The larger Cairngorm Ski Centre, near Aviemore, has changed its name to Cairngorm Mountain Ltd to signify its switch from a winter attraction to an all-year one. The company has overcome a potentially fatal reliance on snow by building a controversial funicular railway conveying visitors up the mountain to Britain’s highest café near the summit.
“The past 10 years certainly haven’t been as good for us as they were in the Seventies and Eighties,” says Bob Kinnaird, Cairngorm Mountain’s chief executive. “It’s becoming self-evident that providing skiing facilities in Scotland is increasingly difficult to sustain, and that any skiing area that has not been able to diversify will always have serious problems.”
You can still get good snow for downhill skiing. Last winter was better than average at Cairngorm with a big January snowfall enabling most runs to stay open until mid-March. For a week or two there was better snow than at some alpine resorts. And a hard winter has been forecast for the coming months. But the predicted rise in the average temperature of the Cairngorms of perhaps 1.5 degrees centigrade by the mid-century will be more than enough to end any prospect of commercial skiing.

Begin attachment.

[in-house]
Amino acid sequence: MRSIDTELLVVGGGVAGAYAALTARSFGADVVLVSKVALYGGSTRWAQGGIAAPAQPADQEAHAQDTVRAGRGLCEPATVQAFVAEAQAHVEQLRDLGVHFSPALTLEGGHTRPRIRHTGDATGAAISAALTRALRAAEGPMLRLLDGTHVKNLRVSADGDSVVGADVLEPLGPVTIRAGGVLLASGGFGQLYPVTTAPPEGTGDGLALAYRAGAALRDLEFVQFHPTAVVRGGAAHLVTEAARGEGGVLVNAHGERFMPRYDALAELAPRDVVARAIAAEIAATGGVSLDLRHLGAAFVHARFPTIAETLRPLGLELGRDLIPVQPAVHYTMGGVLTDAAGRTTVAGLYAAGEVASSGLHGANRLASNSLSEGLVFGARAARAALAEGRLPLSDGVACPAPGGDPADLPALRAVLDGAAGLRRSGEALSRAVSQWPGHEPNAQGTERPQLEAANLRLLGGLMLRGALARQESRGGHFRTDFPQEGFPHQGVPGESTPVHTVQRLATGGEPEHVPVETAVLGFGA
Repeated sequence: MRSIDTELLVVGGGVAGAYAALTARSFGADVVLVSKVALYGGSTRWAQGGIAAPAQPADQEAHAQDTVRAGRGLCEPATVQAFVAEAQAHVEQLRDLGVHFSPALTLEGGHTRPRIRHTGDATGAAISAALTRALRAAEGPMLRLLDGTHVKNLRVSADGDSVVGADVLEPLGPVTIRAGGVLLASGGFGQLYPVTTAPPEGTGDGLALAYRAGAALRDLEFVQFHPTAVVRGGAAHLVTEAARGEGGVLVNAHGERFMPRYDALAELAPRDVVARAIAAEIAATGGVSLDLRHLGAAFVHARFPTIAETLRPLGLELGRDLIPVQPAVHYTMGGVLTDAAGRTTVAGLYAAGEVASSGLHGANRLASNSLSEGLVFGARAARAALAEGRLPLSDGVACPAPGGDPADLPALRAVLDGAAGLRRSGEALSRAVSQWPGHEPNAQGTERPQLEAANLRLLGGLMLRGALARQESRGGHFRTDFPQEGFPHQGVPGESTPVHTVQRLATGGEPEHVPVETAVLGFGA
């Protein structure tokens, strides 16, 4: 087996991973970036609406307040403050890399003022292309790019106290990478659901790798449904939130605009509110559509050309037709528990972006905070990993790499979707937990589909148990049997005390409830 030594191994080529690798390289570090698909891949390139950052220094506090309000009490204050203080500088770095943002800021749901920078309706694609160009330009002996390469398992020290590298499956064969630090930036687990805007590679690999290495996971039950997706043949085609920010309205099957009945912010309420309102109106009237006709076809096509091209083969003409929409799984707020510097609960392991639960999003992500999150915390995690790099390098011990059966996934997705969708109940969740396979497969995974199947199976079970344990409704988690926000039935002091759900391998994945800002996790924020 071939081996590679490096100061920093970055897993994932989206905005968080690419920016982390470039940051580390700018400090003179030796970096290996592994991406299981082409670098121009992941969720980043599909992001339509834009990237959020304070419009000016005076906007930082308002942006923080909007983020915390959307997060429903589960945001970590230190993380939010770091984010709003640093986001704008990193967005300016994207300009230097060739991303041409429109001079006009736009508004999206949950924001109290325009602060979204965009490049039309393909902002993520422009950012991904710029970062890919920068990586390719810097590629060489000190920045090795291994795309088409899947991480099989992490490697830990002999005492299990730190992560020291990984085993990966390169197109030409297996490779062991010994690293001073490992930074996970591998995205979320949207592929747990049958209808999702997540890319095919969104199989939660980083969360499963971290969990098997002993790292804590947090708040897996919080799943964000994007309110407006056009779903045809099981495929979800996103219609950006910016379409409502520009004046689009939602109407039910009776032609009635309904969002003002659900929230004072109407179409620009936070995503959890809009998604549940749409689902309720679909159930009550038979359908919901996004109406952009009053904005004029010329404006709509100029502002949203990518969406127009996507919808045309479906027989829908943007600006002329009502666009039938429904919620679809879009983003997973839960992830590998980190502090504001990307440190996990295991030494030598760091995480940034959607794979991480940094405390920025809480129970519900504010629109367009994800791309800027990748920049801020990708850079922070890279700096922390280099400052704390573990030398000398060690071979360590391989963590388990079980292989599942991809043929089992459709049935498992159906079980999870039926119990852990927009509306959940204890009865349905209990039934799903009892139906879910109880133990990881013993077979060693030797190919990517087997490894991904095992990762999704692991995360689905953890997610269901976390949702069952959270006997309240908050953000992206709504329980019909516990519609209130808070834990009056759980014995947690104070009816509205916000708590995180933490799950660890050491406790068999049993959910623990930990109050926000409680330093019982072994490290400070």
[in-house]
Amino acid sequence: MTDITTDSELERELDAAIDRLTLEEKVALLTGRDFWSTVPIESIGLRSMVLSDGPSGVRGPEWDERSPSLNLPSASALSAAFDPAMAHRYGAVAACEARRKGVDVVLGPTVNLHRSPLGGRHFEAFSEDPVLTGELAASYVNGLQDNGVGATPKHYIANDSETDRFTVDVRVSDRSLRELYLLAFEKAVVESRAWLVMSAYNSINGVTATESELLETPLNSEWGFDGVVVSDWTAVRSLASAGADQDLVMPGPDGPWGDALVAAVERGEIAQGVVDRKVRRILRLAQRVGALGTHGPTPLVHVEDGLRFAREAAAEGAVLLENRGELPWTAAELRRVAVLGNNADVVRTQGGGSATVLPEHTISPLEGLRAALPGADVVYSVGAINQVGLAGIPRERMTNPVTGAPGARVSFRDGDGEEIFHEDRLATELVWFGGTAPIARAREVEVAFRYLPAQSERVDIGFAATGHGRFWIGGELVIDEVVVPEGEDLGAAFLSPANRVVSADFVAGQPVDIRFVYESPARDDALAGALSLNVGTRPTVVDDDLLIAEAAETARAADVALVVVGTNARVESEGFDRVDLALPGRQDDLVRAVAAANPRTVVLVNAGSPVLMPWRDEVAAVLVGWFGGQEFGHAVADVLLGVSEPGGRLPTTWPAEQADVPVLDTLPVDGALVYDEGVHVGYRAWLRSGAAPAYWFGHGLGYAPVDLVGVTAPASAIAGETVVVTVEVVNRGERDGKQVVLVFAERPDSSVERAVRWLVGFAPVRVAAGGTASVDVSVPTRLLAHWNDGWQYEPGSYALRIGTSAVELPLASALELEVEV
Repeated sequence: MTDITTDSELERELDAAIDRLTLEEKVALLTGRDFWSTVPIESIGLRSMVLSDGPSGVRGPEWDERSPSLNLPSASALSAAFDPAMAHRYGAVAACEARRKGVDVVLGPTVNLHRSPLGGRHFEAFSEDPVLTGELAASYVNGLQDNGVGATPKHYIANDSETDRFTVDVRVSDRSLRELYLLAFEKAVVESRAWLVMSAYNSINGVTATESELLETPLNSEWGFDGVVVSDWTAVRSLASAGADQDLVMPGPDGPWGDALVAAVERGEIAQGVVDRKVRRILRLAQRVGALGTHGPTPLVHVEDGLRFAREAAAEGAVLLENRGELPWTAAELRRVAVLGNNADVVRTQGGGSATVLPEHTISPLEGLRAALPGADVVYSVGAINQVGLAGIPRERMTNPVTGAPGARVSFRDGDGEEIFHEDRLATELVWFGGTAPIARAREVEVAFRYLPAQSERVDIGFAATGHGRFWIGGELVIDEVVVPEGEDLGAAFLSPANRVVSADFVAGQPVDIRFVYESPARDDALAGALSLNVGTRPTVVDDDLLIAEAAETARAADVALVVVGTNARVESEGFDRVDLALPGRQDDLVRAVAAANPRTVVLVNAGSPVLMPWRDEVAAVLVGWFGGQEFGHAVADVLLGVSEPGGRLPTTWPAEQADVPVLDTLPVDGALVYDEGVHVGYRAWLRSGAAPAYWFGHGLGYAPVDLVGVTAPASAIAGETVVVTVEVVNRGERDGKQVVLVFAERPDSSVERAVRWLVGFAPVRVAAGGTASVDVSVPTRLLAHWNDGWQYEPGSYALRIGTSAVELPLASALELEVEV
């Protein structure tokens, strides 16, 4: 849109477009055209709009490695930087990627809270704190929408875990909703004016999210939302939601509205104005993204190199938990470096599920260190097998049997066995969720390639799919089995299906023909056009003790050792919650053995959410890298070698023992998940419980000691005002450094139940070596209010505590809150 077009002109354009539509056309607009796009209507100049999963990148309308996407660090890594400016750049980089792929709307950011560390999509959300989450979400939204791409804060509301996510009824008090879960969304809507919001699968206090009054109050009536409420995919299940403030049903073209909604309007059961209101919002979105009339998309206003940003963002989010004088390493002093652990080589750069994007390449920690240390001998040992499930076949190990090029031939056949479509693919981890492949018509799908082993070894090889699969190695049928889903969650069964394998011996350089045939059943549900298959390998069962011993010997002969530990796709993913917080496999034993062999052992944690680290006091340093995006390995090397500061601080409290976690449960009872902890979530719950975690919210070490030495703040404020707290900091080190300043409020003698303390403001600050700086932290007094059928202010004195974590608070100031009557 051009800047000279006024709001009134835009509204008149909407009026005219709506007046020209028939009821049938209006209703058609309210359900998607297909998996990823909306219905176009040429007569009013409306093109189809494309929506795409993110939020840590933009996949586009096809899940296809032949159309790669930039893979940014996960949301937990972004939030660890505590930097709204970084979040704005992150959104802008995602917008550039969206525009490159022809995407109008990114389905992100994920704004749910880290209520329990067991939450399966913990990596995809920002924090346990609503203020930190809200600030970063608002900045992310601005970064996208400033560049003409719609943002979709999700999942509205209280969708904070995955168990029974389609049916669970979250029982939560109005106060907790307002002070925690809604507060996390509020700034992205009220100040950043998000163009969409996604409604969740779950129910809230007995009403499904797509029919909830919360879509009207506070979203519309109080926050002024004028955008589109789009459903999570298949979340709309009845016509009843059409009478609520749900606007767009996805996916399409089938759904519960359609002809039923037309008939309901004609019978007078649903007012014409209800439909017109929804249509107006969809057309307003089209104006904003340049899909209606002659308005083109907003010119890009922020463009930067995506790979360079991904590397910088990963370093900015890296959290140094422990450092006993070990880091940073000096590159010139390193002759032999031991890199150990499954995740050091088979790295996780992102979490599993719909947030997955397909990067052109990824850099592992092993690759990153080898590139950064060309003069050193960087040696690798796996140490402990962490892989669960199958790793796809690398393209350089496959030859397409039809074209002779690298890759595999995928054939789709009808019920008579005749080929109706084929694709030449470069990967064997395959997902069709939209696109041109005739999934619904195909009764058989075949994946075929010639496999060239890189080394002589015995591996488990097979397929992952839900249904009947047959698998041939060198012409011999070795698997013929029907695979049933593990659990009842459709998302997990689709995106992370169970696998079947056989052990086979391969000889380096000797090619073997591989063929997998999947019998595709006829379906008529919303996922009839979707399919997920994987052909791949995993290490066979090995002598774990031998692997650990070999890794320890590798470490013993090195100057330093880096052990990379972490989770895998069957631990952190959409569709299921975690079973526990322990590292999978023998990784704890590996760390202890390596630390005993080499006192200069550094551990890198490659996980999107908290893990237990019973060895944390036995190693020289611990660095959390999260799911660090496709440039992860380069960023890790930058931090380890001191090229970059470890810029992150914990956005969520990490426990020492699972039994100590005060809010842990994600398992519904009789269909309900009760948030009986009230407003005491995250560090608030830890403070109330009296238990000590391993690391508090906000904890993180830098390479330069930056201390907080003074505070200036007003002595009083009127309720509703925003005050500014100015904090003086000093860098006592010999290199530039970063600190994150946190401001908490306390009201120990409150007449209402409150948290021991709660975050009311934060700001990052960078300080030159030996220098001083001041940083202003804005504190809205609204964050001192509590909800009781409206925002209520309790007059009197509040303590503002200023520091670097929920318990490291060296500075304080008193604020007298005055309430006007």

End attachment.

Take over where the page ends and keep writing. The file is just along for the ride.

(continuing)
In fact, the Cairngorms of the near future may look less like mountains and more like unusually elevated moorland. A temperature rise of one degree is enough in effect to lower the height of the high tops by 200m. A two-degree rise will permanently reduce the amount of lying snow by up to 90 per cent. If the railways are still functioning by the mid-century you might be able to travel across the Highlands in midwinter from Edinburgh to Inverness and see no snow at all.
This is very bad news for the wildlife and scenery of the high tops; possibly the worst news since the last Ice Age. For one way or another nearly all the special species of the Cairngorms – the winter-white ptarmigan, the tundra-nesting dotterel and snow bunting, the alpine flowers and dwarf shrubs, even microbes and fungi living in the soil – depend on snow. And plenty of it.
This might seem unlikely. On the face of it, snow is a cold, useless substance. You can’t eat it, you can’t grow on it, and unless you are a polar bear, you can’t live in it. Snow is more or less inert. But it works the landscape in subtle ways. In the windy, arctic conditions of the Cairngorms, snow blows around. It rarely remains long in a deep, even blanket. The wind sweeps it from the frosty ridges and piles it up in hollows or against cliffs. But far from acting as a deep freeze, the settled snow is a kind of thermal blanket, protecting the ground beneath and keeping it moist and relatively warm.